Shortly before the 2016 presidential election, Russian military hackers tried to trick employees of VR Systems, a Florida-based e-voting vendor, into downloading computer-hijacking malware, according to a top-secret NSA report published by The Intercept last year. As recently as last month, the company denied any breach occurred. But, in fact, the hacking attempt worked, judging from an indictment of 12 Russian military officers prepared by Special Counsel Robert Mueller and handed down by a grand jury today.
Like jeans and pickup trucks before, social media misinformation has become the latest and greatest American export. A new report by Privacy International says that Harris Media, a Texas-based political communications firm that helped boost the Trump campaign, Benghazi paranoia, and German far-right politicians, found its most recent client in Kenya, where an October presidential election flared into deadly violence.
A California-based security researcher says Republican-linked election databases were inadvertently exposed to the entire internet, sans password, potentially violating the privacy of almost every single registered voter in the United States.
Only a day after Twitter revealed that it had received a summons from the Department of Homeland Security demanding identifying information about an anonymous anti-Trump user account (and only hours after the government abandoned its attempt), Senator Ron Wyden is telling the agency it needs to explain itself.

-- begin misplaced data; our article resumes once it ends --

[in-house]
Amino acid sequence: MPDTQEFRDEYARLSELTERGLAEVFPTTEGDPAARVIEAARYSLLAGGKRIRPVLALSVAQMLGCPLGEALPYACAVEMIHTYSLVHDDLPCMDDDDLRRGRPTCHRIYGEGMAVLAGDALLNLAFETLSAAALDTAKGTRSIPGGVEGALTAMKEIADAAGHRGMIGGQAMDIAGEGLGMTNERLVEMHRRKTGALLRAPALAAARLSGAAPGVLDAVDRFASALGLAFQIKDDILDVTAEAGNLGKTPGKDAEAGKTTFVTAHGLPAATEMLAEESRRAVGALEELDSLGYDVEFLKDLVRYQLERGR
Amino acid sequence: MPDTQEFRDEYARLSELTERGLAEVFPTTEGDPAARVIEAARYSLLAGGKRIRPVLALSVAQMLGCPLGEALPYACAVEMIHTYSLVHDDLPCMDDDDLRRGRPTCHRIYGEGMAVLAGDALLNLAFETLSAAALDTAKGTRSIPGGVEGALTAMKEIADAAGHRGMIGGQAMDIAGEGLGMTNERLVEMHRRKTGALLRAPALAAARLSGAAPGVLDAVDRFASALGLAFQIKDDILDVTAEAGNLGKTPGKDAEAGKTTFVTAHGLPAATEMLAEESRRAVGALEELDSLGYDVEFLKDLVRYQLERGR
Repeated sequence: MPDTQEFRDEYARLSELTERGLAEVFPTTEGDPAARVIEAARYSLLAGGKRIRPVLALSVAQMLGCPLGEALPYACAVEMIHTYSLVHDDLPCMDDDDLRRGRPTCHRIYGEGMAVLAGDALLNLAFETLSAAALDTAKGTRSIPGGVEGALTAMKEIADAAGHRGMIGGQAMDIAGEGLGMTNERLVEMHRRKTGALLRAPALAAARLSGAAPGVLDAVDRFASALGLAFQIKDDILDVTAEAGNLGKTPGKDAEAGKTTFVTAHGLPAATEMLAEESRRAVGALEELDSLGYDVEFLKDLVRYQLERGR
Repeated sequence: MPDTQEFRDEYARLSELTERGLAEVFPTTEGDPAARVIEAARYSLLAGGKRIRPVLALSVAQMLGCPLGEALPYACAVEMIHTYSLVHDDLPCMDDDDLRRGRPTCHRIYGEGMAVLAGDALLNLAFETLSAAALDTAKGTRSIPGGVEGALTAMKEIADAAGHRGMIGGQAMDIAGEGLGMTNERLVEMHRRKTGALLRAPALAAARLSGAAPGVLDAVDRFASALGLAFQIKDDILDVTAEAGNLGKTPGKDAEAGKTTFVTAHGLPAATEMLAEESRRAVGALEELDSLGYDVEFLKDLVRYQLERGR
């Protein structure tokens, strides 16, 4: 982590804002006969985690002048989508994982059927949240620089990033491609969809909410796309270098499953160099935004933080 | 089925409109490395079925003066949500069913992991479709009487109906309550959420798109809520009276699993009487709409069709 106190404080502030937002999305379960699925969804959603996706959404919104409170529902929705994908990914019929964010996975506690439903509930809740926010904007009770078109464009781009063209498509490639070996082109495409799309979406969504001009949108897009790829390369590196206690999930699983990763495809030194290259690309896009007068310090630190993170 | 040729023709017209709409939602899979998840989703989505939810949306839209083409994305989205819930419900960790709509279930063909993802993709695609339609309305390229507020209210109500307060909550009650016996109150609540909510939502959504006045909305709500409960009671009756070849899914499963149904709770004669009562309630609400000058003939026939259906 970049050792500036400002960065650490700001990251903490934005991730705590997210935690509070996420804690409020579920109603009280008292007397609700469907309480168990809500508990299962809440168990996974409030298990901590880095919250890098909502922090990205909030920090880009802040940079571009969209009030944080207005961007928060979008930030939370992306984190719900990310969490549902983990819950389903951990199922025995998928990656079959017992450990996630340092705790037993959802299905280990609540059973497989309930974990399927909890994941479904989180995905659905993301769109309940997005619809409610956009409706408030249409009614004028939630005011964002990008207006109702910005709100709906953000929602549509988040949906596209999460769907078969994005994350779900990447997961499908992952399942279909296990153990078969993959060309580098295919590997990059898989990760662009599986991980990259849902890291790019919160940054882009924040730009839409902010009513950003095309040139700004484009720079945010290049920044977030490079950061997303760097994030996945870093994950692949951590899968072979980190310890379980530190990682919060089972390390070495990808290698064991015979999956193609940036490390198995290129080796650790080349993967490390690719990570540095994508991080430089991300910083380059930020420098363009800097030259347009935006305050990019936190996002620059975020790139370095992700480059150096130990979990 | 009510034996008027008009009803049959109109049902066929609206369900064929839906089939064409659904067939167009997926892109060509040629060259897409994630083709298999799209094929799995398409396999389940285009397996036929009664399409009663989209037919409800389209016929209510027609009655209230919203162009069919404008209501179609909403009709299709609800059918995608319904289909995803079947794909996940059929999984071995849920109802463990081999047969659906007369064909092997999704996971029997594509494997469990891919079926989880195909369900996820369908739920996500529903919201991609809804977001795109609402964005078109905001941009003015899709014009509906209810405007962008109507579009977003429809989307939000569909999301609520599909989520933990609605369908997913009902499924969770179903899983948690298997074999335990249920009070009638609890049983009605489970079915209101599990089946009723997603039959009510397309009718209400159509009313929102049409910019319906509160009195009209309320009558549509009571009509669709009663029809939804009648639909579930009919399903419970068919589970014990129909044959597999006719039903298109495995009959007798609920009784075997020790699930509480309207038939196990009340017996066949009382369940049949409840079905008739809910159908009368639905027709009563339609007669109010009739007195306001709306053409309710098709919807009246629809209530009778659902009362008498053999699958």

It's impossible to present the evidence that Russia hacked the DNC without using words like "possibly," "appears," "connects," and "indicates." We should also bear in mind that private security firm CrowdStrike’s frequently cited findings of Russian responsibility were essentially paid for by the DNC, who contracted their services in June. It’s highly unusual for evidence of a crime to be assembled on the victim’s dime. If we’re going to blame the Russian government for disrupting our presidential election - easily construed as an act of war — we need to be damn sure of every single shred of evidence. Guesswork and assumption could be disastrous.